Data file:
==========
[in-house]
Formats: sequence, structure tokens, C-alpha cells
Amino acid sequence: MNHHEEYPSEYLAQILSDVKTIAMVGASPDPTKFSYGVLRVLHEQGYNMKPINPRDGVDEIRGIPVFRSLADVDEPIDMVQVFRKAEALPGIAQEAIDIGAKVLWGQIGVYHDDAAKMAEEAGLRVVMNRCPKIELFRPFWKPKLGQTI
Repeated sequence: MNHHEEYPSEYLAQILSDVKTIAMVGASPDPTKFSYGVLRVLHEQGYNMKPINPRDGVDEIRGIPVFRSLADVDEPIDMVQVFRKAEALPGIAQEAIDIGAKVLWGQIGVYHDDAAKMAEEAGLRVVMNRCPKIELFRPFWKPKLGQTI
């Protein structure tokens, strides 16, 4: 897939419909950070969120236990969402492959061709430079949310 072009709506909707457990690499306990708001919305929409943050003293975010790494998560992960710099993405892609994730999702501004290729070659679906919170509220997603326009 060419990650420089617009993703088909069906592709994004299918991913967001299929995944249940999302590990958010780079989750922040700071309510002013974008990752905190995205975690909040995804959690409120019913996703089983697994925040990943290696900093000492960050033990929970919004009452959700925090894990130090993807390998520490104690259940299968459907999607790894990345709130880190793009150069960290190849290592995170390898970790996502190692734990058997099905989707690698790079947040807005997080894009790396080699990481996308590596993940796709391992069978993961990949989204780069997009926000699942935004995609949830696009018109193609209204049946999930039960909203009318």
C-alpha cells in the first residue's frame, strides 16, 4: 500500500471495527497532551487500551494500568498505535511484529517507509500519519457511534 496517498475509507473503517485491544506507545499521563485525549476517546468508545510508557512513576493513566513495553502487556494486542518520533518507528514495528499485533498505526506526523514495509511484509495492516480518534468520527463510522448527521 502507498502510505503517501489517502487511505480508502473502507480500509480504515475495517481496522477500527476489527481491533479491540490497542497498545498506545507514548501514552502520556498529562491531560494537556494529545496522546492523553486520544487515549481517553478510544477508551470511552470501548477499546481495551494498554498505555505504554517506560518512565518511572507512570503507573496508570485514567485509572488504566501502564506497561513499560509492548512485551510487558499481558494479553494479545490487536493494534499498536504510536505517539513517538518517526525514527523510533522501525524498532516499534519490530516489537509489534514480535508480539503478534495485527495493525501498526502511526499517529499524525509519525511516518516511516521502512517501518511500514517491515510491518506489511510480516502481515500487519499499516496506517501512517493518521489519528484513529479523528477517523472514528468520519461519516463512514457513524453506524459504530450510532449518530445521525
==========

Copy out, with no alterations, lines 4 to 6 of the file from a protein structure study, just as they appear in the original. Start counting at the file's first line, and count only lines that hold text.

Repeated sequence: MNHHEEYPSEYLAQILSDVKTIAMVGASPDPTKFSYGVLRVLHEQGYNMKPINPRDGVDEIRGIPVFRSLADVDEPIDMVQVFRKAEALPGIAQEAIDIGAKVLWGQIGVYHDDAAKMAEEAGLRVVMNRCPKIELFRPFWKPKLGQTI
């Protein structure tokens, strides 16, 4: 897939419909950070969120236990969402492959061709430079949310 072009709506909707457990690499306990708001919305929409943050003293975010790494998560992960710099993405892609994730999702501004290729070659679906919170509220997603326009 060419990650420089617009993703088909069906592709994004299918991913967001299929995944249940999302590990958010780079989750922040700071309510002013974008990752905190995205975690909040995804959690409120019913996703089983697994925040990943290696900093000492960050033990929970919004009452959700925090894990130090993807390998520490104690259940299968459907999607790894990345709130880190793009150069960290190849290592995170390898970790996502190692734990058997099905989707690698790079947040807005997080894009790396080699990481996308590596993940796709391992069978993961990949989204780069997009926000699942935004995609949830696009018109193609209204049946999930039960909203009318």
C-alpha cells in the first residue's frame, strides 16, 4: 500500500471495527497532551487500551494500568498505535511484529517507509500519519457511534 496517498475509507473503517485491544506507545499521563485525549476517546468508545510508557512513576493513566513495553502487556494486542518520533518507528514495528499485533498505526506526523514495509511484509495492516480518534468520527463510522448527521 502507498502510505503517501489517502487511505480508502473502507480500509480504515475495517481496522477500527476489527481491533479491540490497542497498545498506545507514548501514552502520556498529562491531560494537556494529545496522546492523553486520544487515549481517553478510544477508551470511552470501548477499546481495551494498554498505555505504554517506560518512565518511572507512570503507573496508570485514567485509572488504566501502564506497561513499560509492548512485551510487558499481558494479553494479545490487536493494534499498536504510536505517539513517538518517526525514527523510533522501525524498532516499534519490530516489537509489534514480535508480539503478534495485527495493525501498526502511526499517529499524525509519525511516518516511516521502512517501518511500514517491515510491518506489511510480516502481515500487519499499516496506517501512517493518521489519528484513529479523528477517523472514528468520519461519516463512514457513524453506524459504530450510532449518530445521525